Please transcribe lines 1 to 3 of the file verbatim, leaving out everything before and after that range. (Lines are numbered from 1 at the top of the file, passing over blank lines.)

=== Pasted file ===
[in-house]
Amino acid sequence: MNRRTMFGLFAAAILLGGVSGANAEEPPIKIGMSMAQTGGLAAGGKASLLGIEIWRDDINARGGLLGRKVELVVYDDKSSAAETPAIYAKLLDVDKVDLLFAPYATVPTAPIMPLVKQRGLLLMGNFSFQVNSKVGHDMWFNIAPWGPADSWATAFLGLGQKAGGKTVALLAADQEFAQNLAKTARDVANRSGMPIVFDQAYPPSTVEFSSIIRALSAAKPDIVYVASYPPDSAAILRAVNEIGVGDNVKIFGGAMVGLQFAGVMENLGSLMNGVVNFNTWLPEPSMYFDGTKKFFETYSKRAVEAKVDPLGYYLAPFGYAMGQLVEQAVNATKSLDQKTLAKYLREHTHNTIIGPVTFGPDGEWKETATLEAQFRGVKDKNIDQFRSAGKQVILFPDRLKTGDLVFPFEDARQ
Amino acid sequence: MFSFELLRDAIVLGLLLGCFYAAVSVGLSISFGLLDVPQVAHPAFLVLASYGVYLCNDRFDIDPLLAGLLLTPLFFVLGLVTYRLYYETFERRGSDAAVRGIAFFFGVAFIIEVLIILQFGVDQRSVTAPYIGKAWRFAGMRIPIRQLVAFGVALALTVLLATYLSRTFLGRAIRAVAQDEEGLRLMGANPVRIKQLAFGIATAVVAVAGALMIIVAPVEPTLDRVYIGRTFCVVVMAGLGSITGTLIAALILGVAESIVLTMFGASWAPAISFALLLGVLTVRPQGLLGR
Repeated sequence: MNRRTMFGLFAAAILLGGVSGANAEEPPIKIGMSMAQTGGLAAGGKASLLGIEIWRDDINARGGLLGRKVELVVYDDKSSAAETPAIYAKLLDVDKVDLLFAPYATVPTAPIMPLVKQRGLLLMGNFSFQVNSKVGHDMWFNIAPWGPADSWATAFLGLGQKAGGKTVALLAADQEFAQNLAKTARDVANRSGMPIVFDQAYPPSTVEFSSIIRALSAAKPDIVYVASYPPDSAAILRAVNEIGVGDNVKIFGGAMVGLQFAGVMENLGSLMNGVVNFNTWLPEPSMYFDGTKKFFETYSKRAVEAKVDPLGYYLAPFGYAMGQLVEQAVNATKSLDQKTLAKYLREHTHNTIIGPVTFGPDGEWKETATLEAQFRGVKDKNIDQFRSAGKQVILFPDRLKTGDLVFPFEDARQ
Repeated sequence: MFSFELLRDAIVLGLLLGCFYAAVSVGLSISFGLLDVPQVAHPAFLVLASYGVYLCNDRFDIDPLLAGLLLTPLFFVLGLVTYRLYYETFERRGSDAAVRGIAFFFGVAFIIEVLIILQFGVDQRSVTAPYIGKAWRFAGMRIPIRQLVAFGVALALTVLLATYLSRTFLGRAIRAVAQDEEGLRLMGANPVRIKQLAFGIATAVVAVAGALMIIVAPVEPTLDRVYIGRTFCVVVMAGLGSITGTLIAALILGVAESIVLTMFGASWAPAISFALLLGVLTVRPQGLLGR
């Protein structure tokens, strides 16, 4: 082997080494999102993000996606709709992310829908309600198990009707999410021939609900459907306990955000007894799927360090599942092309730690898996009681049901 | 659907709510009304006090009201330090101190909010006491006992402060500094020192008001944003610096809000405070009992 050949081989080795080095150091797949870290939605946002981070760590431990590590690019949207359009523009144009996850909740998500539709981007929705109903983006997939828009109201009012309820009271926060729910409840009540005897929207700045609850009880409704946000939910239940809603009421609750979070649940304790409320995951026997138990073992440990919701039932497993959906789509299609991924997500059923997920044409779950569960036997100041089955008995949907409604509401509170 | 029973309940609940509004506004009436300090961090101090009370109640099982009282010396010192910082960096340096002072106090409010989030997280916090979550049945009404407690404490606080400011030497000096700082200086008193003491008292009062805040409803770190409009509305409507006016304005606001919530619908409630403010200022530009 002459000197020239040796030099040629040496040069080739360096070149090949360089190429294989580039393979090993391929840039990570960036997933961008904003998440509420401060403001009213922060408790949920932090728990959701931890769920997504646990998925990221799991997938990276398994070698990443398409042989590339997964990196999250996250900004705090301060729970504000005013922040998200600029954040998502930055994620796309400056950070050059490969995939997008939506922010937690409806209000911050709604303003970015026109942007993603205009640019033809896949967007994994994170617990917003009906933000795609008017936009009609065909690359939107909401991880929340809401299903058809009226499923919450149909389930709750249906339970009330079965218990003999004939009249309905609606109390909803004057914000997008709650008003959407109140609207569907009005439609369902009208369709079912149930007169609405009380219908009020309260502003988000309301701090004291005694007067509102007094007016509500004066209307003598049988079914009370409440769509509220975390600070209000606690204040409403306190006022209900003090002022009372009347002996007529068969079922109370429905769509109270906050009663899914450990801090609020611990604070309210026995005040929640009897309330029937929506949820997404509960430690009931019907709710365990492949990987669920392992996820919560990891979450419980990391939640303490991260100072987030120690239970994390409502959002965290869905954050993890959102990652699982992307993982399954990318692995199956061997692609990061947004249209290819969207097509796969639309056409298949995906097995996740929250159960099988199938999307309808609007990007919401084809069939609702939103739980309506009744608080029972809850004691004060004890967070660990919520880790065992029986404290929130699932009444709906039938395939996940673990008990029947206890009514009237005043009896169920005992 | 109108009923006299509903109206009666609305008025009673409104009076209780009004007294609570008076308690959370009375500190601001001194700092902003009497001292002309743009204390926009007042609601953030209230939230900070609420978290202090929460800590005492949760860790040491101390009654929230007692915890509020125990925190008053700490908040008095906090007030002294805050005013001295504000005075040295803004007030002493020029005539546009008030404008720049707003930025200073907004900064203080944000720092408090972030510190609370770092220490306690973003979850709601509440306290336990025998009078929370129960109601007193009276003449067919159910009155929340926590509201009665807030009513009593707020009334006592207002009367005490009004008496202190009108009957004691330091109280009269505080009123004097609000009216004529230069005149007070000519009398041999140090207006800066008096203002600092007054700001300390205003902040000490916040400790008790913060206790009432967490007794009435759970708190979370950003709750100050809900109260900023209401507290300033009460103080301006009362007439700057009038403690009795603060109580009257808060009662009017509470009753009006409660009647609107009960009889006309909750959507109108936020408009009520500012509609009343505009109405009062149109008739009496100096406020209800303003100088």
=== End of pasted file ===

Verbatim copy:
[in-house]
Amino acid sequence: MNRRTMFGLFAAAILLGGVSGANAEEPPIKIGMSMAQTGGLAAGGKASLLGIEIWRDDINARGGLLGRKVELVVYDDKSSAAETPAIYAKLLDVDKVDLLFAPYATVPTAPIMPLVKQRGLLLMGNFSFQVNSKVGHDMWFNIAPWGPADSWATAFLGLGQKAGGKTVALLAADQEFAQNLAKTARDVANRSGMPIVFDQAYPPSTVEFSSIIRALSAAKPDIVYVASYPPDSAAILRAVNEIGVGDNVKIFGGAMVGLQFAGVMENLGSLMNGVVNFNTWLPEPSMYFDGTKKFFETYSKRAVEAKVDPLGYYLAPFGYAMGQLVEQAVNATKSLDQKTLAKYLREHTHNTIIGPVTFGPDGEWKETATLEAQFRGVKDKNIDQFRSAGKQVILFPDRLKTGDLVFPFEDARQ
Amino acid sequence: MFSFELLRDAIVLGLLLGCFYAAVSVGLSISFGLLDVPQVAHPAFLVLASYGVYLCNDRFDIDPLLAGLLLTPLFFVLGLVTYRLYYETFERRGSDAAVRGIAFFFGVAFIIEVLIILQFGVDQRSVTAPYIGKAWRFAGMRIPIRQLVAFGVALALTVLLATYLSRTFLGRAIRAVAQDEEGLRLMGANPVRIKQLAFGIATAVVAVAGALMIIVAPVEPTLDRVYIGRTFCVVVMAGLGSITGTLIAALILGVAESIVLTMFGASWAPAISFALLLGVLTVRPQGLLGR